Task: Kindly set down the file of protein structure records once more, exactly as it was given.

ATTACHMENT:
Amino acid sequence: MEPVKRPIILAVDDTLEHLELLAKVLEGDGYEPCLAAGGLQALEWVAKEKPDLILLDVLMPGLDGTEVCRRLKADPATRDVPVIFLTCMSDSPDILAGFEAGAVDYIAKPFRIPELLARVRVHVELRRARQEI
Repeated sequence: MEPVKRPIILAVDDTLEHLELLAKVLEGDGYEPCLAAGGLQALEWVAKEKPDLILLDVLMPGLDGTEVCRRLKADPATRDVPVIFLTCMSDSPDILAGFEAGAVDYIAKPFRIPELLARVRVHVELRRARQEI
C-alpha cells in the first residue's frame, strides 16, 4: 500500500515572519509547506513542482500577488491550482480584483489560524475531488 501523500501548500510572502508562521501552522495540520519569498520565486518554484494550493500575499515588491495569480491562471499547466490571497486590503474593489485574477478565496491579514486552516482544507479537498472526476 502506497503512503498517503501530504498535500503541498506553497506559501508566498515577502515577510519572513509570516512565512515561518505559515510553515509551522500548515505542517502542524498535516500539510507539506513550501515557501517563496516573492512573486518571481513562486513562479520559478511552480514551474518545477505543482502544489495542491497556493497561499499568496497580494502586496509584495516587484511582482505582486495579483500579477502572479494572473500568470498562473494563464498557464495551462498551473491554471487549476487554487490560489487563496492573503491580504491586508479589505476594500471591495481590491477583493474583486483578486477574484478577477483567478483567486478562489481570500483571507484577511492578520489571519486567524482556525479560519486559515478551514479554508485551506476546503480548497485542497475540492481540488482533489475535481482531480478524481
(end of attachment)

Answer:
Amino acid sequence: MEPVKRPIILAVDDTLEHLELLAKVLEGDGYEPCLAAGGLQALEWVAKEKPDLILLDVLMPGLDGTEVCRRLKADPATRDVPVIFLTCMSDSPDILAGFEAGAVDYIAKPFRIPELLARVRVHVELRRARQEI
Repeated sequence: MEPVKRPIILAVDDTLEHLELLAKVLEGDGYEPCLAAGGLQALEWVAKEKPDLILLDVLMPGLDGTEVCRRLKADPATRDVPVIFLTCMSDSPDILAGFEAGAVDYIAKPFRIPELLARVRVHVELRRARQEI
C-alpha cells in the first residue's frame, strides 16, 4: 500500500515572519509547506513542482500577488491550482480584483489560524475531488 501523500501548500510572502508562521501552522495540520519569498520565486518554484494550493500575499515588491495569480491562471499547466490571497486590503474593489485574477478565496491579514486552516482544507479537498472526476 502506497503512503498517503501530504498535500503541498506553497506559501508566498515577502515577510519572513509570516512565512515561518505559515510553515509551522500548515505542517502542524498535516500539510507539506513550501515557501517563496516573492512573486518571481513562486513562479520559478511552480514551474518545477505543482502544489495542491497556493497561499499568496497580494502586496509584495516587484511582482505582486495579483500579477502572479494572473500568470498562473494563464498557464495551462498551473491554471487549476487554487490560489487563496492573503491580504491586508479589505476594500471591495481590491477583493474583486483578486477574484478577477483567478483567486478562489481570500483571507484577511492578520489571519486567524482556525479560519486559515478551514479554508485551506476546503480548497485542497475540492481540488482533489475535481482531480478524481